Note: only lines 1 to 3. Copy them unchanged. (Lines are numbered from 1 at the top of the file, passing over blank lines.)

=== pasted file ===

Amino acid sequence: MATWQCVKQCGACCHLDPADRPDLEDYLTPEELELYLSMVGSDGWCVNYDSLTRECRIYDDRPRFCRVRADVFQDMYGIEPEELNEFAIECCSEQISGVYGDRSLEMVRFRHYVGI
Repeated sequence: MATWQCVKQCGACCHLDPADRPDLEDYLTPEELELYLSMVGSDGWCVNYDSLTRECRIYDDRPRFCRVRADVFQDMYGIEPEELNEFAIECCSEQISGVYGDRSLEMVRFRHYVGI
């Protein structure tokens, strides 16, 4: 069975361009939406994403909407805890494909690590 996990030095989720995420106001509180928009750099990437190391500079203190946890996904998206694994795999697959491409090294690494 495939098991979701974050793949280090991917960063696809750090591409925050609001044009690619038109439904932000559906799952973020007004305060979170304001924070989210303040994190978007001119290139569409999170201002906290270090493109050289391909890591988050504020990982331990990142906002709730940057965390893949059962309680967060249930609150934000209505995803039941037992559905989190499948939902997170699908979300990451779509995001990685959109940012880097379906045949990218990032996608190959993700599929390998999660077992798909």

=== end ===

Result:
Amino acid sequence: MATWQCVKQCGACCHLDPADRPDLEDYLTPEELELYLSMVGSDGWCVNYDSLTRECRIYDDRPRFCRVRADVFQDMYGIEPEELNEFAIECCSEQISGVYGDRSLEMVRFRHYVGI
Repeated sequence: MATWQCVKQCGACCHLDPADRPDLEDYLTPEELELYLSMVGSDGWCVNYDSLTRECRIYDDRPRFCRVRADVFQDMYGIEPEELNEFAIECCSEQISGVYGDRSLEMVRFRHYVGI
């Protein structure tokens, strides 16, 4: 069975361009939406994403909407805890494909690590 996990030095989720995420106001509180928009750099990437190391500079203190946890996904998206694994795999697959491409090294690494 495939098991979701974050793949280090991917960063696809750090591409925050609001044009690619038109439904932000559906799952973020007004305060979170304001924070989210303040994190978007001119290139569409999170201002906290270090493109050289391909890591988050504020990982331990990142906002709730940057965390893949059962309680967060249930609150934000209505995803039941037992559905989190499948939902997170699908979300990451779509995001990685959109940012880097379906045949990218990032996608190959993700599929390998999660077992798909």